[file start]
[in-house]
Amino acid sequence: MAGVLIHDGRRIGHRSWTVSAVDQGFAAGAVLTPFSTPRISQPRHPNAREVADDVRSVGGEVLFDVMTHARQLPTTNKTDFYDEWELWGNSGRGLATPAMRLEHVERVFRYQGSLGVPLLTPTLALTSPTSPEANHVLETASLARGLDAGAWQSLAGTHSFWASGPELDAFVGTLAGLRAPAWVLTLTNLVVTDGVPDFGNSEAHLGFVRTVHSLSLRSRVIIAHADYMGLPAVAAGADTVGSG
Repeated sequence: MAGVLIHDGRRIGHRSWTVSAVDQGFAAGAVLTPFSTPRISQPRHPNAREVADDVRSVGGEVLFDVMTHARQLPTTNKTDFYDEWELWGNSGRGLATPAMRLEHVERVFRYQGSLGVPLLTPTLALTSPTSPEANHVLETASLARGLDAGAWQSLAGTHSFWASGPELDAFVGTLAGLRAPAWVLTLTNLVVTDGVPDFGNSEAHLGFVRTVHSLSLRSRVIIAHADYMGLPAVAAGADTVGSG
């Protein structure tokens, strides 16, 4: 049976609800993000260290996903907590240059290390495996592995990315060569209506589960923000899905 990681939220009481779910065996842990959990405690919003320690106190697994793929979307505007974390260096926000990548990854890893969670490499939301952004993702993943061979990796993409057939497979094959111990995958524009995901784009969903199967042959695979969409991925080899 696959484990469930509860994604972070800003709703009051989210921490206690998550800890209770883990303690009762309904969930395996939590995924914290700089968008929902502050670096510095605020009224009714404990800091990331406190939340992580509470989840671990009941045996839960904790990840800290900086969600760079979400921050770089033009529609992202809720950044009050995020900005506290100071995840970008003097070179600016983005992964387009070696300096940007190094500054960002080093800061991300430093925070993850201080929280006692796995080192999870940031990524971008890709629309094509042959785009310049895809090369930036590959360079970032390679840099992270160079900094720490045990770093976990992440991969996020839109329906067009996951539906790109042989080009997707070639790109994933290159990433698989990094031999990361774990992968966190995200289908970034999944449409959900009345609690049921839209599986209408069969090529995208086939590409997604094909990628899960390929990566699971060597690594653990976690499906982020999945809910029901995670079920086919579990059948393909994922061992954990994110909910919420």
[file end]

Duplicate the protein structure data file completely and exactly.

[in-house]
Amino acid sequence: MAGVLIHDGRRIGHRSWTVSAVDQGFAAGAVLTPFSTPRISQPRHPNAREVADDVRSVGGEVLFDVMTHARQLPTTNKTDFYDEWELWGNSGRGLATPAMRLEHVERVFRYQGSLGVPLLTPTLALTSPTSPEANHVLETASLARGLDAGAWQSLAGTHSFWASGPELDAFVGTLAGLRAPAWVLTLTNLVVTDGVPDFGNSEAHLGFVRTVHSLSLRSRVIIAHADYMGLPAVAAGADTVGSG
Repeated sequence: MAGVLIHDGRRIGHRSWTVSAVDQGFAAGAVLTPFSTPRISQPRHPNAREVADDVRSVGGEVLFDVMTHARQLPTTNKTDFYDEWELWGNSGRGLATPAMRLEHVERVFRYQGSLGVPLLTPTLALTSPTSPEANHVLETASLARGLDAGAWQSLAGTHSFWASGPELDAFVGTLAGLRAPAWVLTLTNLVVTDGVPDFGNSEAHLGFVRTVHSLSLRSRVIIAHADYMGLPAVAAGADTVGSG
């Protein structure tokens, strides 16, 4: 049976609800993000260290996903907590240059290390495996592995990315060569209506589960923000899905 990681939220009481779910065996842990959990405690919003320690106190697994793929979307505007974390260096926000990548990854890893969670490499939301952004993702993943061979990796993409057939497979094959111990995958524009995901784009969903199967042959695979969409991925080899 696959484990469930509860994604972070800003709703009051989210921490206690998550800890209770883990303690009762309904969930395996939590995924914290700089968008929902502050670096510095605020009224009714404990800091990331406190939340992580509470989840671990009941045996839960904790990840800290900086969600760079979400921050770089033009529609992202809720950044009050995020900005506290100071995840970008003097070179600016983005992964387009070696300096940007190094500054960002080093800061991300430093925070993850201080929280006692796995080192999870940031990524971008890709629309094509042959785009310049895809090369930036590959360079970032390679840099992270160079900094720490045990770093976990992440991969996020839109329906067009996951539906790109042989080009997707070639790109994933290159990433698989990094031999990361774990992968966190995200289908970034999944449409959900009345609690049921839209599986209408069969090529995208086939590409997604094909990628899960390929990566699971060597690594653990976690499906982020999945809910029901995670079920086919579990059948393909994922061992954990994110909910919420």